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~A Blast from Jessup PA's Past: Pioneer Club Pizza~

IMG_9243I am starting off my 2013 posts with a "lost recipe request" from a very important Kitchen Encounters reader (and my biggest supporter):  my husband Joe.  On New Years Eve he reminisced to me about a pizza he used to eat when he was growing up:  Pioneer Club Pizza. He asked if I would try to replicate a version of this pizza, which was unique in itself, and, to his hometown of Jessup, PA.  Developing a recipe for something that you've never seen or tasted, as well as a product that hasn't existed for 30 years, is:  tricky business.  I began by asking Joe to write down his recollections of the Pioneer Club and their pizza:

IMG_9254Joseph says and asks:  Some of the saddest stories on earth concern the demise of former establishments known for their signature dishes, which are forever lost.  The story of Pioneer Club Pizza is one of those. The Pioneer Club, located in uptown Jessup, PA, was the local Italian Men's Club. They sponsered a little league field and team, had a bar/kitchen that served a very unique pizza every Friday and Saturday night, and, operated 24/7 the longest-running illegal-card-game in Northeastern PA.  My dad spent most of his evenings in the back rooms of 'the Club', smoking cigars and playing cards.  Every Friday night, almost everyone in uptown Jessup ate a tray of Pioneer Club Pizza.  It had a thin, rectangular crust topped with a unique cheese combo, lots of black pepper and a generous drizzle of olive oil.  Sadly, The Pioneer Club shut down in the 1970's.  I despaired of ever having a taste of this pizza until I tasted your recipe for St. Louis-Style Pizza, which was very similar in taste to Pioneer Club Pizza (which had a slightly-thicker, yet still thin, yeast-dough crust).   Mel, please try to replicate this recipe so I can share it with my family and friends in Jessup, PA.

IMG_9011Kitchen Encounters:  Joe,  this post has been a labor of love.  After two very tasty tries, I've got a recipe for you (or the closest I can come to one).  Please share it with your family, friends and fans of Jessup's one-and-only Pioneer Club Pizza and let me know what everyone thinks!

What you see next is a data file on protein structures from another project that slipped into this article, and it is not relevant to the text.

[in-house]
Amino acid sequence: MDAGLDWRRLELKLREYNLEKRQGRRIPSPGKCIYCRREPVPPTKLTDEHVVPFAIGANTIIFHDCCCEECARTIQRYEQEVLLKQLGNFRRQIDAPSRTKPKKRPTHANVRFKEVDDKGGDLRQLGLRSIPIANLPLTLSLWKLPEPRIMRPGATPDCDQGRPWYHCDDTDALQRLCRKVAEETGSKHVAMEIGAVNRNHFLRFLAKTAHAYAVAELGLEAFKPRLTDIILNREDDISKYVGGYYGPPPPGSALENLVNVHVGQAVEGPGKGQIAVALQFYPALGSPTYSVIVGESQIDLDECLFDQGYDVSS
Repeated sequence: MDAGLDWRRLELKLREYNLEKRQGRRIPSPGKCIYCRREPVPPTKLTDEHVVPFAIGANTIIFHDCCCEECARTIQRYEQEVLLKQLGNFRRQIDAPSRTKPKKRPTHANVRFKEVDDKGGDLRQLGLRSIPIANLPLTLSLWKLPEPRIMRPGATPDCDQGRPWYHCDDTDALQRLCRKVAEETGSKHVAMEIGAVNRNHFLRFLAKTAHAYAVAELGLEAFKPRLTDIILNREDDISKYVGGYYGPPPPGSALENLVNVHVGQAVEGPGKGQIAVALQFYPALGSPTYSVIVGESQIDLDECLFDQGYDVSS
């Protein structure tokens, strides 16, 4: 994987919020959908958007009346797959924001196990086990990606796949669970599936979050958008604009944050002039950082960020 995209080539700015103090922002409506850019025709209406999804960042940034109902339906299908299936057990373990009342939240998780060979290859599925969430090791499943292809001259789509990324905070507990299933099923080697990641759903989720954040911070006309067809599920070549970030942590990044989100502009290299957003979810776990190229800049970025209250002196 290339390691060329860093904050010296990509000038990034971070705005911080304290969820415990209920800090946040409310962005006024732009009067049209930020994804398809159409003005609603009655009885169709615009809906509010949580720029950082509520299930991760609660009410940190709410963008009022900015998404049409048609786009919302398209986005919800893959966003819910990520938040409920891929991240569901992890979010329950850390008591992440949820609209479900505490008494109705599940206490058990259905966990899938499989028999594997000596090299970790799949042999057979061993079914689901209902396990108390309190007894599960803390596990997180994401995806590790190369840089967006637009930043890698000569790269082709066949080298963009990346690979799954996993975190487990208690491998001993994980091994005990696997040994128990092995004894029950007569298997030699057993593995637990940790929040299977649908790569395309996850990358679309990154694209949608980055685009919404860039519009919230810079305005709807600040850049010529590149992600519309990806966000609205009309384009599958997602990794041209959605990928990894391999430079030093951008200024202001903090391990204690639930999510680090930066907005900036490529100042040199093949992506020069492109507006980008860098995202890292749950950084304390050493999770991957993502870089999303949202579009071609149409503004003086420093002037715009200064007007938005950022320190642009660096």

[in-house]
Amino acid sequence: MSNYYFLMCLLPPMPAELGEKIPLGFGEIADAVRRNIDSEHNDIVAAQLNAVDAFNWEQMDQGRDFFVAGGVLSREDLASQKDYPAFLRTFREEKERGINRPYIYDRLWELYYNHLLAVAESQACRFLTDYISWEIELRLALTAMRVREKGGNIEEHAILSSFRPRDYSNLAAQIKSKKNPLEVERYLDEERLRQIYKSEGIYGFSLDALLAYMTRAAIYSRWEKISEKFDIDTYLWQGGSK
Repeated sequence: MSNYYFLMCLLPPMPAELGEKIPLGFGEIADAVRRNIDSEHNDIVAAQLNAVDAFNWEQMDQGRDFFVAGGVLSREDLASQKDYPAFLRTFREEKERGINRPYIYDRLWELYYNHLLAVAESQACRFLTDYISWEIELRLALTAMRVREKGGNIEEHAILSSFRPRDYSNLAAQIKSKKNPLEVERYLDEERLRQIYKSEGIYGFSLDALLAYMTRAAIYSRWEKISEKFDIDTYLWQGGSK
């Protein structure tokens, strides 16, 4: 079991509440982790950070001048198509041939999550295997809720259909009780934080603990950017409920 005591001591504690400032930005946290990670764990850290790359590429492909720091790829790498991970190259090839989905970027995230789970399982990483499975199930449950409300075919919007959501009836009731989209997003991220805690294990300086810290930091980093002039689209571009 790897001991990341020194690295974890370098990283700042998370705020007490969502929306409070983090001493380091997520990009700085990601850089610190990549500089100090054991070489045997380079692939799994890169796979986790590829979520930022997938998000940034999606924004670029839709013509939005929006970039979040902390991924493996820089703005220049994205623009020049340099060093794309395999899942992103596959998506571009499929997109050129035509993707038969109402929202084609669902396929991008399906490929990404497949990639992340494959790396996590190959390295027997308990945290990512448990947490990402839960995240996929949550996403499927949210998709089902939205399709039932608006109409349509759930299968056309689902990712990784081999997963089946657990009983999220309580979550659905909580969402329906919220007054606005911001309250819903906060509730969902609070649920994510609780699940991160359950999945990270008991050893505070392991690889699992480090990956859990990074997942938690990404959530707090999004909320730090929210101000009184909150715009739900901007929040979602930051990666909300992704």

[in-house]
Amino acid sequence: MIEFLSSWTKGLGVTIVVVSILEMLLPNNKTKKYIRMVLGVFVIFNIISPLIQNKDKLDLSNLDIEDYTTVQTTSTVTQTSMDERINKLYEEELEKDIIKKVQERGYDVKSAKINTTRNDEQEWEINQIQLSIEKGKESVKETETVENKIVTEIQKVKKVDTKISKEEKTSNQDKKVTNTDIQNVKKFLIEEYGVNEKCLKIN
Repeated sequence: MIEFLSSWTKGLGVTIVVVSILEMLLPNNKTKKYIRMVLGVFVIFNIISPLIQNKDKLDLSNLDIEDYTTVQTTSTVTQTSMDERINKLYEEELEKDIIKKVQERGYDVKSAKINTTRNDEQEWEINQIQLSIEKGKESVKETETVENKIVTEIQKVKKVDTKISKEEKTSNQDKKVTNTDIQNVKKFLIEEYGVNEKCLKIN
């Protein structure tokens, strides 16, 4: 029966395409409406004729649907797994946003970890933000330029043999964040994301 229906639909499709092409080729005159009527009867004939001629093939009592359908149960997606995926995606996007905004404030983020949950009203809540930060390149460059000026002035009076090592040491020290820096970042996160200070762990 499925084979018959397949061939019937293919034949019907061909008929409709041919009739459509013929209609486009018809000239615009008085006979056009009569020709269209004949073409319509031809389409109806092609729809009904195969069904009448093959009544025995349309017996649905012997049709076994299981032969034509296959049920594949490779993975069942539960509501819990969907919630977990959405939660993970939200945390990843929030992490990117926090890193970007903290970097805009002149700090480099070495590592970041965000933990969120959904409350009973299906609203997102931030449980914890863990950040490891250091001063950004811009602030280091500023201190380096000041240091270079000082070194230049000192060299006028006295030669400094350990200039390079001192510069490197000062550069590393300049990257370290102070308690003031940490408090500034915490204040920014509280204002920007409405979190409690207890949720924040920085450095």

PICT0005A bit about Provel Cheese:  I am certain that what made you think about Pioneer Club Pizza when you tasted St. Louis-style pizza was the cheese, and that would be Provel. Provel is a white, slightly smoky and slightly salty tasting processed PICT0016cheese, with a texture similar to Velveeta.  It is a blend of provolone, Swiss and white cheddar.  The second you take a knife to it, you just know it is going to melt to a creamy state.  The secret to this cheese is in the processing, so, grating these three cheeses and tossing them together WILL NOT produce a similar product or result.

In PA, Provel is hard to find.  I order mine from 'It's a St. Louis Thing' (

Mel's Pioneer Club Pizza a la Jessup, PA:

IMG_8919For my thin-crust, bread-machine pizza dough:

1 1/2  cups very warm water

2  tablespoons olive oil

2  teaspoons salt

4 1/4  cups unbleached, all-purpose flour

2  teaspoons sugar

1  packet graulated dry yeast, NOT rapid-rise yeast

IMG_9110For the pizza toppings:

1 1/2  cups pizza sauce, preferably homemade, or your favorite brand

8  ounces Provel cheese (about a 2" hunk of Provel

ground black pepper, the kind you put in your pepper shaker

olive oil

Ready, set, go -- It's time to prepare the pizza dough:

~ IMG_8922Step 1.  This is the rectangular-shaped pan that came with my bread machine.  The paddle (which will do the kneading) has been inserted into it.  The instruction manual said to always insert the paddle in this position before adding any ingredients, so I do. When using a bread machine, always place the ingredients into the bread pan in the order listed. This is very important.

IMG_8926~ Step 2.  As pictured above, add the warm water, olive oil and salt.

Next, add the flour.  Using your index finger, make a small indentation on top of the flour (but not so deep that it reaches the wet layer).  Add the sugar and the yeast.

Note:  It is important to keep the yeast away from the wet ingredients until you turn the machine on.

IMG_9115Step 3.  Insert the bread pan into the bread machine and press down until it is "clicked" securely into place.  Close the lid and turn the machine on.  Select the "pizza dough" cycle, then press "start". Walk away.  Do not lift the lid to check in on the ongoing process.  

The moment the timer signals the dough is done (about 55 minutes in my machine), you have:

IMG_91272 pounds of perfectly risen, ready to use pizza dough.

Divide the dough in half and use immediately (as directed below), or:

Note:  At this point you can place the  enitre ball of dough in a bowl that has been greased with olive oil, cover it with plastic wrap and refrigerate it up to 4 hours, prior to baking the pizzas.

Preheat your oven to 400 degrees. If you have a pizza stone, preheat the oven with the stone in it -- I highly recommend using the stone.

It's time to assemble some Pioneer Pizza:

IMG_8938~ Step 1.  I am not going to lie.  The size of your baking pans are important.  If the pans are smaller than 15 1/4" x 10 1/4",  while your pizza will still be delicous, the crust will be thicker than pictured throughout my recipe.  Using a pastry brush or a paper towel, lightly oil both pans with olive oil.

IMG_8942~ Step 2.  Using the heel of your hand and your fingertips, pat and press the dough evenly throughout the bottom of the pans.  Work patiently and carefully.  Towards the end, the dough will be almost see-through and you want to avoid any rips or tears at all cost.